Those that didn’t are likely to have missed the opportunity to understand the requirements of the approximately 65-100 laws that govern their information management just from the type of organisation they operate; a figure that grows to over 4,000 when you start to look at activities undertaken in areas such as mental health and safeguarding.

In my experience, few organisations can name more than five laws that they have to comply with regarding information management. So, there is a real challenge to be addressed.

Those organisations that have looked beyond the requirements of the GDPR within their programmes will have more understanding of information within their organisations; not just the need to protect it, but also the need to share it and how they use it.

The main questions an organisation needs to ask itself in order to legally adhere to handling information are as follows:

  • Location of the data -how do you know where it is being stored, or if it has been deleted?
  • Format of the information – what is the asset?
  • Disclosure requirements – can you share it, and what are the requirements?
  • Retrieval requirements – the retention period and can you access the information throughout that period?
  • Handling requirements – does it need encryption, where can it be accessed from, what right of audit is there?
  • Usage requirements – what purposes was the information acquired for, how do you provide evidence that you meet those requirements?

What’s the benefit of addressing the opportunity?

Organisations need a deeper level of understanding of information when talking about disruptive technology such as cloud and smart cities. This is going to allow them to manage the risks better. Governance of information also aligns with the application-centric strategy of the government, where the GDS blog talked about The Internet is OK , the for-runner of the government’s Zero Trust Networking approach.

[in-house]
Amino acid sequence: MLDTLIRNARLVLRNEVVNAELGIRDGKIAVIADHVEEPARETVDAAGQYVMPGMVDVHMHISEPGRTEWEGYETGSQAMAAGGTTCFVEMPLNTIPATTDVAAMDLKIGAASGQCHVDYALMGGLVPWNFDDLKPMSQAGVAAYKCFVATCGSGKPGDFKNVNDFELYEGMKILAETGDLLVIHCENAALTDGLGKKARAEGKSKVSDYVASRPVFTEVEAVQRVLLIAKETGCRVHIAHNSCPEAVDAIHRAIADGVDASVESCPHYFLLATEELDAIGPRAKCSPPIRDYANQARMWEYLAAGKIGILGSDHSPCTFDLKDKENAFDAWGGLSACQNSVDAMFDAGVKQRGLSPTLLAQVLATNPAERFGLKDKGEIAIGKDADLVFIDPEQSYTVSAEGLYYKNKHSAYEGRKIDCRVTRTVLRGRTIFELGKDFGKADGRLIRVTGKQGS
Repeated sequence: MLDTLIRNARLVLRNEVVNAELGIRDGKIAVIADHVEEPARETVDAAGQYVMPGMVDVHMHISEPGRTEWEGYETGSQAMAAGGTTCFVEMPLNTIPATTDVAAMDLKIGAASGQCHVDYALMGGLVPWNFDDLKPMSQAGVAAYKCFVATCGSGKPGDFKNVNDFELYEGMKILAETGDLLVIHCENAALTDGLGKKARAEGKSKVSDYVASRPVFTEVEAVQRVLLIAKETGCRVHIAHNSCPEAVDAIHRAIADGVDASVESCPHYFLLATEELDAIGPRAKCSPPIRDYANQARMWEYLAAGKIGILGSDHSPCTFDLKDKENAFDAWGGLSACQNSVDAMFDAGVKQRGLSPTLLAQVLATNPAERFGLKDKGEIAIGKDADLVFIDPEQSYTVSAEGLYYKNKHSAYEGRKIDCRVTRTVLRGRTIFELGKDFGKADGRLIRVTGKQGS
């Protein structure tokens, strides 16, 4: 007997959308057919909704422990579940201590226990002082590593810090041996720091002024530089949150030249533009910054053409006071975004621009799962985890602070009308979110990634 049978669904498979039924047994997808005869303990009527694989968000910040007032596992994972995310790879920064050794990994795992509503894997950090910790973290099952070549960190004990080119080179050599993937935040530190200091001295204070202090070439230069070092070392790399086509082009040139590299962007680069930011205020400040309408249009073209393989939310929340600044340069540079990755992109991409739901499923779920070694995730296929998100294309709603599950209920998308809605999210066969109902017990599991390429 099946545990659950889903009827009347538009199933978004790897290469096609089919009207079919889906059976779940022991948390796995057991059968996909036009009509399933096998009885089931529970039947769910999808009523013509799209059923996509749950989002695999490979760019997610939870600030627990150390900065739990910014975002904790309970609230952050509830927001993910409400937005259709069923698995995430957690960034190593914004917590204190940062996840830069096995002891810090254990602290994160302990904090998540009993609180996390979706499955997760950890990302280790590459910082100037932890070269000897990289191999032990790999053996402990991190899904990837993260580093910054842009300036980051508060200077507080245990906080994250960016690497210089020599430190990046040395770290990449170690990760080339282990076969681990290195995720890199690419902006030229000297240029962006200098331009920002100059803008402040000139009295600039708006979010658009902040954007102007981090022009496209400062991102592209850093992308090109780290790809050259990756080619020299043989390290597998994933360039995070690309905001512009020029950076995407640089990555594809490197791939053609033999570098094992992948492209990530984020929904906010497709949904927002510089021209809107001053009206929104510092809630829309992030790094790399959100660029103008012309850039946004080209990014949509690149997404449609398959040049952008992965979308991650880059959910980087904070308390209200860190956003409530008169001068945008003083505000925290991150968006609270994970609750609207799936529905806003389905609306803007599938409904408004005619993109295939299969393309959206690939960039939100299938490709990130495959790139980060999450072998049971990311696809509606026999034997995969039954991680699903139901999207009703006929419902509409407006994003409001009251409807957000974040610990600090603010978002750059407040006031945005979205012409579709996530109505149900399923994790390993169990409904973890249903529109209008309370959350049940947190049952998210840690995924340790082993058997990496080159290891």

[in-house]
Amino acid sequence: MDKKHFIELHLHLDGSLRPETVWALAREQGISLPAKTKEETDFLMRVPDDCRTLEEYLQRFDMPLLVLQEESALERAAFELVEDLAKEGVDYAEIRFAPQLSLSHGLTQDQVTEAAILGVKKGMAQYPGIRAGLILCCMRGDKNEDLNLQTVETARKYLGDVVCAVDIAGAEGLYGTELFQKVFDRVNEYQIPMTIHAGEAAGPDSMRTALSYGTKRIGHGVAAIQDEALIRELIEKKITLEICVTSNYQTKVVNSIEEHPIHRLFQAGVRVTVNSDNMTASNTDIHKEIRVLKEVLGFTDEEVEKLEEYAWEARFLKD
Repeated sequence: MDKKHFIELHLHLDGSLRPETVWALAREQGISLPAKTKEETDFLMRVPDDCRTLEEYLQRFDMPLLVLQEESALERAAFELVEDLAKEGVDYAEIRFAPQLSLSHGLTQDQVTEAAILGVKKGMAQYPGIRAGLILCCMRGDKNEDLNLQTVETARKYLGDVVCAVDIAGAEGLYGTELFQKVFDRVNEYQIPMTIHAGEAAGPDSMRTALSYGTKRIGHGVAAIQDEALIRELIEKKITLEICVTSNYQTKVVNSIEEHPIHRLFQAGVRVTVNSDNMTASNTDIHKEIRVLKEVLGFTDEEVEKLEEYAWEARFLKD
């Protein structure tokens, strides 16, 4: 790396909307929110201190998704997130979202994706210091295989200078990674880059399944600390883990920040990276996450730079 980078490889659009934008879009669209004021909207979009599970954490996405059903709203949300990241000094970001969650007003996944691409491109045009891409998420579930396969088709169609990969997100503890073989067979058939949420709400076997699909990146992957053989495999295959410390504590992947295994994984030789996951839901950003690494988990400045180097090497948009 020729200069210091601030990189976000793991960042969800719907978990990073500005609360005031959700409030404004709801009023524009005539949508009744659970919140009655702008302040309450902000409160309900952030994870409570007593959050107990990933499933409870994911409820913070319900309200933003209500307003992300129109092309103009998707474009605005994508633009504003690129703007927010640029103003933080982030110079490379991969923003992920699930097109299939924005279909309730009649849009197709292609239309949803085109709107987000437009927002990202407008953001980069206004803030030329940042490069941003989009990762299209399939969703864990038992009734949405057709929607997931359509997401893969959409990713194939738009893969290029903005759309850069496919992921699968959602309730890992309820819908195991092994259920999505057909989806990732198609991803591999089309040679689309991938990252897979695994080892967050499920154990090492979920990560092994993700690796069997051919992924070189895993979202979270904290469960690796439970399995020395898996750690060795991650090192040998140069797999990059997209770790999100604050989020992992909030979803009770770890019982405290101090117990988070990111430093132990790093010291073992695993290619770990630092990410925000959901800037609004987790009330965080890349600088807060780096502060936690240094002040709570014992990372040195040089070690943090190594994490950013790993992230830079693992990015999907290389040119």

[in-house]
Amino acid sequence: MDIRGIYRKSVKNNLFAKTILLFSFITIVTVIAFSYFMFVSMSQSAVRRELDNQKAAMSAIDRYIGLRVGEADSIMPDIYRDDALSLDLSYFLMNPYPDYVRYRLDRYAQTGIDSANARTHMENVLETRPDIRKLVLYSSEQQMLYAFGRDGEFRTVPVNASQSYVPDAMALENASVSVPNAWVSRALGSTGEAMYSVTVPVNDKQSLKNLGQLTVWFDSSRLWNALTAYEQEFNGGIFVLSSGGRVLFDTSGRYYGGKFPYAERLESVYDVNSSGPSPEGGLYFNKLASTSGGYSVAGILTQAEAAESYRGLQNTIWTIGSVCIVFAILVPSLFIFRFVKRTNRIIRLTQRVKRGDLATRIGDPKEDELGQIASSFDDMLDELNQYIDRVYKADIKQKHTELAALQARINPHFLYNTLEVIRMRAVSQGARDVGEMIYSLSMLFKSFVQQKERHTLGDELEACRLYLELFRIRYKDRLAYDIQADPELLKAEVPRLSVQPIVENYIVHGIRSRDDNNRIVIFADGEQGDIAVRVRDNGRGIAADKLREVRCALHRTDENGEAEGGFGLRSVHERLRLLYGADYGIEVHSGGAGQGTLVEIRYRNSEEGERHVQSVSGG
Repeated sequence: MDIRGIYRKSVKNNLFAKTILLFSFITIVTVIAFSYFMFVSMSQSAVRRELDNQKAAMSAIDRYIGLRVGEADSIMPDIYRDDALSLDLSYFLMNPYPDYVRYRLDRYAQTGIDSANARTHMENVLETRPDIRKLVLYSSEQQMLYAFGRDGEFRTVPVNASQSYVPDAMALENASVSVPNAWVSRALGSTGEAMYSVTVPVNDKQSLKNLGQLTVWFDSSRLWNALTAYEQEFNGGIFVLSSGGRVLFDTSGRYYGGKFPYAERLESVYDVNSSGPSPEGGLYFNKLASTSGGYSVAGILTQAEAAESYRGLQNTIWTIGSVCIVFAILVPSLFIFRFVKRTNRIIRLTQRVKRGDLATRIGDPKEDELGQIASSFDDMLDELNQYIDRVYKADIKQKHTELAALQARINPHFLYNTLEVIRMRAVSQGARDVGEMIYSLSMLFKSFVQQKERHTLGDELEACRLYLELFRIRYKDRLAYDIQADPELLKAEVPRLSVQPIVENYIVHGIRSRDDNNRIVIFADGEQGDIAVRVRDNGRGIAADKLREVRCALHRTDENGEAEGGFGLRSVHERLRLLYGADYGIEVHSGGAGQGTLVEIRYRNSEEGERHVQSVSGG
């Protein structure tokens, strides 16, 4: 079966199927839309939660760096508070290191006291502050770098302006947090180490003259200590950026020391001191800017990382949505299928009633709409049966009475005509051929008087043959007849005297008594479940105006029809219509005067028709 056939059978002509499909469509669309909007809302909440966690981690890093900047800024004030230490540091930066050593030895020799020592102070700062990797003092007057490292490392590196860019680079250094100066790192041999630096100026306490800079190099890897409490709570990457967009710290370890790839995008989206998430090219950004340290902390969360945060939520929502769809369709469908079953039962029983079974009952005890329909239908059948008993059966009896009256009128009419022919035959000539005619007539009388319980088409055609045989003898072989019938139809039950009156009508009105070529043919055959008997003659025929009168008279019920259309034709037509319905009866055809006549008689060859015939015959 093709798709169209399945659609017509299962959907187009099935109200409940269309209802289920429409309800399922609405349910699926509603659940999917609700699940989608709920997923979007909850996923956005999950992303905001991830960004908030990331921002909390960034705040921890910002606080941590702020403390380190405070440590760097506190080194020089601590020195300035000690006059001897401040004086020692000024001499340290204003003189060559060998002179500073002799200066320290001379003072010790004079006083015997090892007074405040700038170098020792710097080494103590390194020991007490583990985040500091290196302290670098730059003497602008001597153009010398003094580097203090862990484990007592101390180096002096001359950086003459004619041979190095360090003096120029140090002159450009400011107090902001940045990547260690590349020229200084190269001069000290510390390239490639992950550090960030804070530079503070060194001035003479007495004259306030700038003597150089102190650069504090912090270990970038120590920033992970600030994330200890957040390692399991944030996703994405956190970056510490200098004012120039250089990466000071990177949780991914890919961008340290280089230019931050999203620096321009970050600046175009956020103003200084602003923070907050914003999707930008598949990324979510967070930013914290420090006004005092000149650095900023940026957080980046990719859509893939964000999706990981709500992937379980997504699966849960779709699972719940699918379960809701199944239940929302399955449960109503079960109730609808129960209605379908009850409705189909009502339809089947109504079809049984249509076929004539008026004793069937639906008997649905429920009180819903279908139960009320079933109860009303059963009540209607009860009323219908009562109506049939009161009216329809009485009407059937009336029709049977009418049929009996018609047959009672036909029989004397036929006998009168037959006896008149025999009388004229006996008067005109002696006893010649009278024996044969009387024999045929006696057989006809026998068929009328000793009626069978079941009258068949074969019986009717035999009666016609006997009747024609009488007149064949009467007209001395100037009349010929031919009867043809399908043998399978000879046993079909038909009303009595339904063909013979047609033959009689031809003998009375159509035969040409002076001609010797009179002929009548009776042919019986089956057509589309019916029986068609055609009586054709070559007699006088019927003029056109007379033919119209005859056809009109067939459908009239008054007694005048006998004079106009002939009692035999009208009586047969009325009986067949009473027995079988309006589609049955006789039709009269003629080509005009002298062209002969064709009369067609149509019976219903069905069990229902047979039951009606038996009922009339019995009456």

Zero Trust is a way the Government Digital Service has put forward for the Public Sector to improve its networking requirements.

The intention here has been stated to adopt Zero Trust Networking and dismantle networks within the Public Sector. Looking beyond the headlines, there’s much to commend from the principles and the linkage into the network principles. Innopsis’s view is to take a hybrid approach, with the adoption of Zero Trust across the network. Meanwhile, it is equally important to maintain MPLS based networks for the major offices and data centres.

Understanding the information an organisation holds means understanding what levels of service assurance is required. This is something that is increasingly important as we become more reliant on cloud services. Outages to the service or the connectivity to it has more impact on operations.

Understanding what you don’t know is part of the journey to adopting disruptive services

Greater levels of understanding lead to being better placed to safely adopt technologies that people are often wary of. This is because they’ve been taught for so long that they have to keep things secure behind big walls.  The reality of life is that this approach is no longer sustainable.

We’re seeing more progress towards security at the application layer, rather than relying on the network. However, if you don’t understand information that’s flowing across those services and applications, how can you really get the best out of these technologies?